TFRP Trust fund recovery penalty – Employment and payroll tax

Employment Taxes and the Trust Fund Recovery Penalty (TFRP).

Notice 784, Could You be Personally Liable for Certain Unpaid Federal Taxes?

IRS has updated its webpage guidance on the trust fund recovery penalty and who IRS can reach to pay it. The guidance is a reminder for all potential “responsible persons” to make sure that timely payment of employment taxes is given the highest priority at any profit or nonprofit enterprise.

TFRP – trust fund recovery penalty. Code Sec. 6672 imposes the trust fund recovery penalty (also known as the 100% penalty) on any person who: (1) is responsible for collecting, accounting for, and paying over payroll taxes; and (2) willfully fails to perform this responsibility. It’s called the trust fund recovery penalty because responsible persons are treated as holding the withheld tax in trust until there’s a federal tax deposit of the amount. The amount of the penalty is equal to the amount of the tax that was not collected and paid.

What does “willfully” mean? According to IRS (as well as the courts), “willfully” means voluntarily, consciously, and intentionally. A responsible person acts willfully if he knows that the required actions are not taking place. Paying other business expenses, including paying net payroll, instead of paying trust fund taxes, is considered willful behavior.

IRS also says that for willfulness to exist, the responsible person:

  • Must have been, or should have been, aware of the outstanding taxes; and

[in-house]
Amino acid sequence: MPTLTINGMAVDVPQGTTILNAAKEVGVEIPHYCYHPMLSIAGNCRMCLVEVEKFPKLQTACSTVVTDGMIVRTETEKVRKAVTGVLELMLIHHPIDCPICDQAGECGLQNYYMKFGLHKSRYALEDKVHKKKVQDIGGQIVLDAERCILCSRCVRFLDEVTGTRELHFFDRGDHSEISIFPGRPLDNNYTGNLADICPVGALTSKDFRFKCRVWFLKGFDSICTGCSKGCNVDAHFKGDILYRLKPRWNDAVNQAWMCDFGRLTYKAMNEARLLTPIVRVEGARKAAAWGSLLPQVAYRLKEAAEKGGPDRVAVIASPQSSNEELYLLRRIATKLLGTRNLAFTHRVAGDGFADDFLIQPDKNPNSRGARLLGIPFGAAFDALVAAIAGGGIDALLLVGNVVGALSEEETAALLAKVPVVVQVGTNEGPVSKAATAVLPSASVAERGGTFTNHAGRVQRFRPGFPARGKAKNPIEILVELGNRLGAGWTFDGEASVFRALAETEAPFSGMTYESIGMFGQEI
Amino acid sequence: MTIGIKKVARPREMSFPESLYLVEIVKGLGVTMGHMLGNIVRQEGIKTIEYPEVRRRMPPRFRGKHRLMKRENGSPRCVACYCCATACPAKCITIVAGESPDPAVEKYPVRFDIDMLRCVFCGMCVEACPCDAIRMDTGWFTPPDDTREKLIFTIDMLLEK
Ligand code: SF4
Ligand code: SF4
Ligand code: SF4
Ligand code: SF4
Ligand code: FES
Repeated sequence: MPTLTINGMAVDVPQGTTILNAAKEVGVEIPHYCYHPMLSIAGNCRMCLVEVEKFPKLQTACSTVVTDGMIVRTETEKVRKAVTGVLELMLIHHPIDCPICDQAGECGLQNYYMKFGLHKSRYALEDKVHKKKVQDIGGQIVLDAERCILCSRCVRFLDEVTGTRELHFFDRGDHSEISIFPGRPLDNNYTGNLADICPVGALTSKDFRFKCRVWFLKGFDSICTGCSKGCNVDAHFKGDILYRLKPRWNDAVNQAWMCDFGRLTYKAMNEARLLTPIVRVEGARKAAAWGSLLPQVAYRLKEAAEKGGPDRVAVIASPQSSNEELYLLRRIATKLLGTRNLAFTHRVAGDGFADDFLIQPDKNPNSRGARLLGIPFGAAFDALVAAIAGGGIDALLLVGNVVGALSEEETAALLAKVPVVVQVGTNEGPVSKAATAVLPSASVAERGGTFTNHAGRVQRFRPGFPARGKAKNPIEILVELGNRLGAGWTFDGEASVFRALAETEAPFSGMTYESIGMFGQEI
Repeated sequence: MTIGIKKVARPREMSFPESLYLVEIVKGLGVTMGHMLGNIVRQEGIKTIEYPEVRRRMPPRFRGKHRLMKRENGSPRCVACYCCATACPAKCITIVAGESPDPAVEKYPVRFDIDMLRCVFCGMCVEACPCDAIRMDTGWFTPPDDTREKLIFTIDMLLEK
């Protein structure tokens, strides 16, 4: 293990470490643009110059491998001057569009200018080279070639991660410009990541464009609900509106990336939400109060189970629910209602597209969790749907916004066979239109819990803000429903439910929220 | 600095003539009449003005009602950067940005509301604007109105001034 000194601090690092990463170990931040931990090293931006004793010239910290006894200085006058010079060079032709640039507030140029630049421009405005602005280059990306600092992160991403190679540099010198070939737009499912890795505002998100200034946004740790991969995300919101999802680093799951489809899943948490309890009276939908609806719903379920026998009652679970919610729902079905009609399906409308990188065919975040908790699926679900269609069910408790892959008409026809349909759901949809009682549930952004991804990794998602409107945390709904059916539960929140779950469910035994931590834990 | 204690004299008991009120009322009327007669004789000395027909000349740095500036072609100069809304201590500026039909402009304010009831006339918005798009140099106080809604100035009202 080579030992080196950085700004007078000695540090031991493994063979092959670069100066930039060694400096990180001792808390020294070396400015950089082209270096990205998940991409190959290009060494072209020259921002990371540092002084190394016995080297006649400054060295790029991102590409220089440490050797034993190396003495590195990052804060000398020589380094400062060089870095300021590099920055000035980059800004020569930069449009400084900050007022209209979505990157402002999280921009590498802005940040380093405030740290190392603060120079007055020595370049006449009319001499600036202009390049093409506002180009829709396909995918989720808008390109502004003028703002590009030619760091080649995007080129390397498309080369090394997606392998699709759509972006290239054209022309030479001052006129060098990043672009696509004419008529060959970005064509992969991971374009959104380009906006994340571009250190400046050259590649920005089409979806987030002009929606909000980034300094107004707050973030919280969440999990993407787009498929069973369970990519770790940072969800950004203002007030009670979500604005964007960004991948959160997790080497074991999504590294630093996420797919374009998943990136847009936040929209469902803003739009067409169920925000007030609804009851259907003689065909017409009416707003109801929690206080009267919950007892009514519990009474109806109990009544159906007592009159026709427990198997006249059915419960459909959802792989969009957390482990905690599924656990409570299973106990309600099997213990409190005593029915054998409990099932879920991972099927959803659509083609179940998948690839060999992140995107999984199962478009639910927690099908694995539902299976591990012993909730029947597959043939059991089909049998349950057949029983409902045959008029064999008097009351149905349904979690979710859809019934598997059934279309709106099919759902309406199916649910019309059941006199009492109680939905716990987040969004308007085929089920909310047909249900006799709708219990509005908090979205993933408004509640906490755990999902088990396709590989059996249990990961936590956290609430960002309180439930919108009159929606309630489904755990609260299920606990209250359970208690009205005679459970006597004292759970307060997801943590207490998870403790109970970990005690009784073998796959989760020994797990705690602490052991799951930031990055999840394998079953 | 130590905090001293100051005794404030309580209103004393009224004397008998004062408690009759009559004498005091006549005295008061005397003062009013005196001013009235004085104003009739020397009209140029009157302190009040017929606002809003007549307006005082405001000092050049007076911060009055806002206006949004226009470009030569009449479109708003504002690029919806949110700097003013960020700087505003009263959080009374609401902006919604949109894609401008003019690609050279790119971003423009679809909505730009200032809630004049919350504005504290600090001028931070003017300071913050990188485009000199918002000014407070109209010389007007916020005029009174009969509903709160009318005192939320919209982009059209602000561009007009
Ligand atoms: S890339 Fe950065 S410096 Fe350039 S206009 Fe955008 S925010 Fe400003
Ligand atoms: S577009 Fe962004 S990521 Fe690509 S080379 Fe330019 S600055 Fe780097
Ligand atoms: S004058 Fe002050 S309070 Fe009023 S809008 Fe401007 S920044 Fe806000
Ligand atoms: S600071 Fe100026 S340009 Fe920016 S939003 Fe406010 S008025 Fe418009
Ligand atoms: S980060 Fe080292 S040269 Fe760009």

• Either intentionally disregarded the law or was plainly indifferent to its requirements (no evil intent or bad motive is required).

Who is a responsible person? A responsible person is a person or group of people who has the duty to perform and the power to direct the collecting, accounting, and paying of trust fund taxes.

According to IRS, this person may be:

  • An officer or an employee of a corporation.
  • A member or employee of a partnership.
  • RIA observation: In Rev Rul 2004-41, 2004-18 IRB, IRS concluded that LLC members may be liable for the unpaid employment taxes under the Code Sec. 6672 trust fund recovery penalty rules.
  • A corporate director or shareholder.
  • A member of a board of trustees of a nonprofit organization.
  • RIA observation: Code Sec. 6672(e) may provide taxpayers relief in certain cases. It provides that unpaid volunteer board members of tax-exempt organizations who are solely serving in an honorary capacity, aren’t involved in day-to-day financial activities, and don’t know about the penalized failure are exempt from the penalty, unless that results in no one being liable for it.
  • Another person with authority and control over funds to direct their disbursement. This may include accountants, trustees in bankruptcy, banks, insurance companies, or sureties. It even may include another corporation.
  • For example, in Erwin v. U.S., (DC NC 02/05/2013) 111 AFTR 2d 2013-748111 AFTR 2d 2013-748, a district court held that two outside accountants were each liable for over $325,000 in trust fund recovery penalties due to their failure to remit a financially troubled client’s unpaid withholding taxes to IRS. Even though the accountants were not officers or directors of the client, it was clear that they had substantial control over the client’s payroll operations.
  • Another corporation or third party payer.
  • Payroll Service Providers (PSPs) or responsible parties within a PSP.
  • Professional Employer Organizations (PEOs) or responsible parties within a PEO.
  • Responsible parties within the common law employer (client of PSP/PEO).